The lucky one
Guests have fallen in love with our now 6-month-old Bahati Moja, the first lion cub born at the Dallas Zoo in 43 years. Her birth on St. Patrick’s Day this year via a scheduled C-section left nothing to chance. The positive outcome was the result of a well-coordinated and meticulously planned group effort between our animal care, veterinary, and nutrition teams.
Planning for baby
The veterinary team knew that Bahati’s mother, Lina, has a narrow pelvic canal and small hips, which had resulted in two stillborn cubs during her previous pregnancy. Once keepers noticed Lina breeding with Kamau, the planning began to try to ensure a healthy pregnancy and birth. The team determined the safest option for mom and baby would be a scheduled C-section. Then the staff planned out 105-110 days, the length of lion gestation, so that full veterinary and carnivore care teams could be on hand for the day of delivery.
When the big day finally arrived, all the careful planning paid off. The veterinary team performed a by-the-book C-section and ran into no issues during the procedure. Bahati was strong and vocal immediately after birth. Mother and cub returned to the carnivore barn soon after delivery so Lina could wake up from anesthesia, recover from surgery, and meet her cub in familiar surroundings. Keepers bottle-fed Bahati a special formula the first few days until mom fully recovered, but Lina showed excellent maternal instincts and took over care just 30 hours after her operation.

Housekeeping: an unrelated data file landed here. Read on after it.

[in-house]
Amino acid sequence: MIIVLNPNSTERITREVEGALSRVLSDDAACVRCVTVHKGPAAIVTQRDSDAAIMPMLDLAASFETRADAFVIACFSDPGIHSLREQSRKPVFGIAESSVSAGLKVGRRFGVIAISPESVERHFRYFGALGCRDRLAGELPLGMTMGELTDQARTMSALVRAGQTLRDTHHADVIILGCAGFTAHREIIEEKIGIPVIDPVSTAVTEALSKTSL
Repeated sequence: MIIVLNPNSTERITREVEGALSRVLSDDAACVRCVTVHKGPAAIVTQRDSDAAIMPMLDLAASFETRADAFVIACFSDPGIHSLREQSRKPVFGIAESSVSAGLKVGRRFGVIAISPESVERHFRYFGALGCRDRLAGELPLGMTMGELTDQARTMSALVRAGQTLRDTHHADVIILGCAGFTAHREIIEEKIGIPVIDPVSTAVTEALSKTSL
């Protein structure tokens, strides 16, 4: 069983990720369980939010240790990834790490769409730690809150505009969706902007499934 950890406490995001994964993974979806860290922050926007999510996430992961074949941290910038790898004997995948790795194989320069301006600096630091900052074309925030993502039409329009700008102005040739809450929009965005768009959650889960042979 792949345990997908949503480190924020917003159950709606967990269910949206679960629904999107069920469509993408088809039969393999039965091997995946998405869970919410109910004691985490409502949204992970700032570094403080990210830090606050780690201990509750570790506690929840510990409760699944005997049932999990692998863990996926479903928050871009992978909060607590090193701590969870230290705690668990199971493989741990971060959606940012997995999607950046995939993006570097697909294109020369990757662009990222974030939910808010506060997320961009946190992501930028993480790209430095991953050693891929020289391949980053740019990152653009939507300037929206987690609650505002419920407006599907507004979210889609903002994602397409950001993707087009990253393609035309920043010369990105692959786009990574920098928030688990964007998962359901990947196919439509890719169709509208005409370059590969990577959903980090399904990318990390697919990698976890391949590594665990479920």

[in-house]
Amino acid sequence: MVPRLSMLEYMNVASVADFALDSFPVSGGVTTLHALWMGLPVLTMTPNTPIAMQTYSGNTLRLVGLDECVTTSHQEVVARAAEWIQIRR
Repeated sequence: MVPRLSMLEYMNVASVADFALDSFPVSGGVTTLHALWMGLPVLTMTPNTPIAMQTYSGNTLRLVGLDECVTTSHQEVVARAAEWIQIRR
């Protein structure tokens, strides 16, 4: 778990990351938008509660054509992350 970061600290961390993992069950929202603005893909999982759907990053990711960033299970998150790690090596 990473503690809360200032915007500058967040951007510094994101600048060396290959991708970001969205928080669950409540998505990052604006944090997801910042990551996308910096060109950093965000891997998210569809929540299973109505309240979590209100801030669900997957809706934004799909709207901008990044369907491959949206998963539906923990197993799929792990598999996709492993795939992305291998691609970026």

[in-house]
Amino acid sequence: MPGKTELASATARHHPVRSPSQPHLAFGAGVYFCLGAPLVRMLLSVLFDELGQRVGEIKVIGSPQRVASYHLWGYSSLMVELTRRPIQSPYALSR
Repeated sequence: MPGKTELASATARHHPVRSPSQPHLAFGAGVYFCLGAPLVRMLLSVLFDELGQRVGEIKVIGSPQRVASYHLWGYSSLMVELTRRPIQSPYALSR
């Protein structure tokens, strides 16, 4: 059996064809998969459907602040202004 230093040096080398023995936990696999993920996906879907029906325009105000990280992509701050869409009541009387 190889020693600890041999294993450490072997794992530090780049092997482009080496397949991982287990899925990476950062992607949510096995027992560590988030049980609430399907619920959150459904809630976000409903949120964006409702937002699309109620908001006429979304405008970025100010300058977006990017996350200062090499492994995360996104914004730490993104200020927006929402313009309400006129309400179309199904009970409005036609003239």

Bahati has been consistently gaining two to three pounds per week, and now weighs 60 pounds. In addition to nursing, the little predator now gets her own diet of bones and ground meat. In the wild, these carnivorous cats are opportunistic feeders and prey on zebra, wildebeest, buffalo, antelope, and other sources of meat.
This smart cub has mastered shifting from her yard to the barn and is working on target training, lying down, and sitting during voluntary training session with keepers. Soon she will advance to presenting her paws for inspection and conducting blood draws on her tail. Guests can watch her progress during training demonstrations at Predator Rock in our Giants of the Savanna habitat.
Since lions are the only true social species of big cats, females tend to work together to raise all the cubs in their pride. It’s no surprise, then, that aunt Jasiri enjoys her wild and playful niece and often helps Lina by babysitting. Even dad, Kamau, is playing a part in rearing the cub. When Bahati practices her stalking on Kamau’s thick mane and tail, dad is loving but stern in his response.
Bahati is putting her climbing skills to good use, exploring the rocks and hills in her habitat and climbing over mom, dad, and aunt Jasiri. In Africa, lions will lounge underneath trees to escape the heat and insects, and you’ll often see the same with our pride here.
You may hear Bahati mew and growl, but it will still take a few more months for her to develop a full roar. As she grows, she’ll lose the spots of a newborn and will develop a full tail tuft. Come to Predator Rock – or the Serengeti Grill windows – to see our new pride and joy for yourself!